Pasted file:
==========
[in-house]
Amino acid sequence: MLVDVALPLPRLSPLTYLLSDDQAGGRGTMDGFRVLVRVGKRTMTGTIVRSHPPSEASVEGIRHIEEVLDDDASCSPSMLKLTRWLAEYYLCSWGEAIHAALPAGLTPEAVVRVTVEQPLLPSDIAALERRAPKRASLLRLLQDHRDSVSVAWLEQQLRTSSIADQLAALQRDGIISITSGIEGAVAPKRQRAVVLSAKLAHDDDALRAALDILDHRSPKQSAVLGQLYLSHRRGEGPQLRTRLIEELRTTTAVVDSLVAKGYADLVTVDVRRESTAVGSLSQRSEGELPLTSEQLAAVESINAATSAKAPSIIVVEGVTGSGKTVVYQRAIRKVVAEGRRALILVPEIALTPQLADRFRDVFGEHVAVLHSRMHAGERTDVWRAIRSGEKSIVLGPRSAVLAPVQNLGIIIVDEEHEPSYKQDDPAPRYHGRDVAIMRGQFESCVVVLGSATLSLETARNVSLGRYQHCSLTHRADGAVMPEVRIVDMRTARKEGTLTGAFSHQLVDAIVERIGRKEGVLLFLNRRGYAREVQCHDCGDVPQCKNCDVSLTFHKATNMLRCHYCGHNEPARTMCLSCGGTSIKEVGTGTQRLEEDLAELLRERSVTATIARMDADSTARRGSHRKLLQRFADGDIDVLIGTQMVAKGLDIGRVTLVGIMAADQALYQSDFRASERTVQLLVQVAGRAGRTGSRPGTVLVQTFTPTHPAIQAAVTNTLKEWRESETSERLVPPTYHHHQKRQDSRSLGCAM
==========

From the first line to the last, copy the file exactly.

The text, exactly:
[in-house]
Amino acid sequence: MLVDVALPLPRLSPLTYLLSDDQAGGRGTMDGFRVLVRVGKRTMTGTIVRSHPPSEASVEGIRHIEEVLDDDASCSPSMLKLTRWLAEYYLCSWGEAIHAALPAGLTPEAVVRVTVEQPLLPSDIAALERRAPKRASLLRLLQDHRDSVSVAWLEQQLRTSSIADQLAALQRDGIISITSGIEGAVAPKRQRAVVLSAKLAHDDDALRAALDILDHRSPKQSAVLGQLYLSHRRGEGPQLRTRLIEELRTTTAVVDSLVAKGYADLVTVDVRRESTAVGSLSQRSEGELPLTSEQLAAVESINAATSAKAPSIIVVEGVTGSGKTVVYQRAIRKVVAEGRRALILVPEIALTPQLADRFRDVFGEHVAVLHSRMHAGERTDVWRAIRSGEKSIVLGPRSAVLAPVQNLGIIIVDEEHEPSYKQDDPAPRYHGRDVAIMRGQFESCVVVLGSATLSLETARNVSLGRYQHCSLTHRADGAVMPEVRIVDMRTARKEGTLTGAFSHQLVDAIVERIGRKEGVLLFLNRRGYAREVQCHDCGDVPQCKNCDVSLTFHKATNMLRCHYCGHNEPARTMCLSCGGTSIKEVGTGTQRLEEDLAELLRERSVTATIARMDADSTARRGSHRKLLQRFADGDIDVLIGTQMVAKGLDIGRVTLVGIMAADQALYQSDFRASERTVQLLVQVAGRAGRTGSRPGTVLVQTFTPTHPAIQAAVTNTLKEWRESETSERLVPPTYHHHQKRQDSRSLGCAM